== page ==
Could your baby’s bottle be leading to tooth decay?

Posted on September 8, 2021 | Hot Topics

Could your baby’s bottle be leading to tooth decay?

We’ve all done it – sent our toddlers to bed right after a bottle of milk, maybe even some juice. It can quickly become routine. If this is a regular rhythm for you and your toddler, it might be time to consider swapping out the milk or juice for some water.

“Baby Bottle Tooth Decay” doesn’t sound very technical, but it’s the term we use when decay develops in baby teeth due to frequent and prolonged contact with too much sugar. One main culprit is when babies are put to bed with a bottle instead of a pacifier, or when a baby regularly uses a sippy cup with juice or milk, for an extended period of time. The bacteria in the mouth that feeds on the sugar multiplies and then produces acid as its waste product. Read more about childhood cavities here. The acid then attacks the teeth and the tooth enamel – resulting in tooth decay.

Should you be concerned?

Not to minimize the situation, but they are just baby teeth, right? Your child will end up losing those teeth in order to make way for permanent teeth. While that is true, babies do lose their baby teeth, but infant cavities can be a serious problem. It shouldn’t come as a shock that children need their teeth to chew, speak, and smile. Baby teeth hold the space for permanent teeth. If your child loses a baby tooth too early, the adjacent teeth are more likely to tilt or drift into the empty space and create limited space in the jaw for the permanent tooth to erupt. If left untreated, the permanent tooth can come in crowded or be blocked from erupting. In addition, untreated decay can cause potentially serious infections.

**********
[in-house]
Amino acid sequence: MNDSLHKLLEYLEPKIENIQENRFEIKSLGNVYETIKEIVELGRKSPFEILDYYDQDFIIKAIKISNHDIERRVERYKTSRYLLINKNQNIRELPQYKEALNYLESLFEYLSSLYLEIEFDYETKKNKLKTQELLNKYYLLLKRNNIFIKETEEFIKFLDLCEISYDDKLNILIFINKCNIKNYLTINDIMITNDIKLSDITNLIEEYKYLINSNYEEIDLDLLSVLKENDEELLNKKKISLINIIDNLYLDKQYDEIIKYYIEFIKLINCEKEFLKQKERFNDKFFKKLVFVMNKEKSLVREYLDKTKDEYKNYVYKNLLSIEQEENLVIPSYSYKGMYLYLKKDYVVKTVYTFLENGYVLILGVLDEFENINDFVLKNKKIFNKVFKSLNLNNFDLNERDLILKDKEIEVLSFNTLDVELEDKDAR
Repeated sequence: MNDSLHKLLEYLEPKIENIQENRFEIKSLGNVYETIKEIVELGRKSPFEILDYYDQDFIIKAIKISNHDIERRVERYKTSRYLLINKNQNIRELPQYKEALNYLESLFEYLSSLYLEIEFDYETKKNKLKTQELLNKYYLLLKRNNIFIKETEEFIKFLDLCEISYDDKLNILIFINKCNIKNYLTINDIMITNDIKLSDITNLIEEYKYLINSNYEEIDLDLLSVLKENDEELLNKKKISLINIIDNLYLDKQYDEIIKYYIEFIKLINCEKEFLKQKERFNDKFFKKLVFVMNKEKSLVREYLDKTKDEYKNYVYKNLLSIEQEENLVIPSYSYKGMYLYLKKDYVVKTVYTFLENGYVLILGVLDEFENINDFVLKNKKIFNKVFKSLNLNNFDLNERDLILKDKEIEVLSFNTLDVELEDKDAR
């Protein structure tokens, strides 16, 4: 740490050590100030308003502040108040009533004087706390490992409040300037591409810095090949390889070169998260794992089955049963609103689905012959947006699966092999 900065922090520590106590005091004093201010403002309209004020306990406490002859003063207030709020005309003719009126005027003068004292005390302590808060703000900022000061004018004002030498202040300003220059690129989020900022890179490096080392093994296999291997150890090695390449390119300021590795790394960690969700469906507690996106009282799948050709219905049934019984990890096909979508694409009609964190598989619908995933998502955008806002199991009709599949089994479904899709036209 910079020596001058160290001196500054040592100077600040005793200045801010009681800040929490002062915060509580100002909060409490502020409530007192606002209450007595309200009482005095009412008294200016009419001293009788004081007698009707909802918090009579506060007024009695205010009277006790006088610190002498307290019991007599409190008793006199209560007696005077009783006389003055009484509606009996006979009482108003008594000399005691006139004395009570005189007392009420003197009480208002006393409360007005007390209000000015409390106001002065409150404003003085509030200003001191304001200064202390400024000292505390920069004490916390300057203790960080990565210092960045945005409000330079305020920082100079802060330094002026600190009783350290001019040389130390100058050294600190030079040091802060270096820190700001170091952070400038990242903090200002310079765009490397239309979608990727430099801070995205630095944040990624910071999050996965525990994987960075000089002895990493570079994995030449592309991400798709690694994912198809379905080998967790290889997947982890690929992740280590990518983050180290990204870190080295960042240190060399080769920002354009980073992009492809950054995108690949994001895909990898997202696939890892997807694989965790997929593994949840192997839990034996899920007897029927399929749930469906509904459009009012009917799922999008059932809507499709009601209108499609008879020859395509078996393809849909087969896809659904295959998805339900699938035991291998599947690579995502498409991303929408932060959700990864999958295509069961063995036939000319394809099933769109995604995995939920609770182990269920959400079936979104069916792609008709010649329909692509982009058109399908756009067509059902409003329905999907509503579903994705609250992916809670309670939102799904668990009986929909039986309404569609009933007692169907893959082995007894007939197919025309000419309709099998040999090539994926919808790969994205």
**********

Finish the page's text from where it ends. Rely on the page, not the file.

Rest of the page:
If baby teeth don’t develop properly, your baby can develop poor eating habits or even have speech problems.

Be aware of the first signs of Baby Bottle Tooth Decay: white spots will begin to appear on the smooth surfaces of the front teeth. If untreated, these white spots will quickly develop into tooth decay. Teeth that already have decay may appear brown or black. It most often occurs in the upper front teeth, but other teeth may also be affected.

Ways to prevent Baby Bottle Tooth Decay

  • Try not to share saliva with your baby by sharing feeding spoons or licking pacifiers.
  • Place only formula or (breast) milk in bottles.
  • Avoid filling bottles with juice or other sugary liquids.
  • If your child uses a pacifier, provide one that is clean.
  • Don’t let your child walk around with a bottle of juice or milk.
  • Wipe the baby’s gums with a clean gauze pad or washcloth after each feeding.
  • Begin brushing your child’s teeth as soon as you see the first sign of growth. Brush gently with a child-size toothbrush and a small amount of fluoride toothpaste.
  • Floss your child’s teeth after all of them have grown in.
  • Limit the amount of juice you give your child. The American Academy of Pediatrics recommends no more than 6 ounces per day for young children. Babies under 6 months should not drink juice at all.
  • Encourage healthy eating habits, and limit sweets in general.
  • Schedule regular dental visits by your child’s first birthday.

Remember, it’s never too late to break bad habits. If your child currently drinks sweetened liquids from the bottle or sleeps with a bottle, you can work to break the habit now. Begin by gradually diluting the bottle with water over 2 to 3 weeks until you give only water.

What seems painful and sacrificial now could save your kiddo from a load of problems down the road. 





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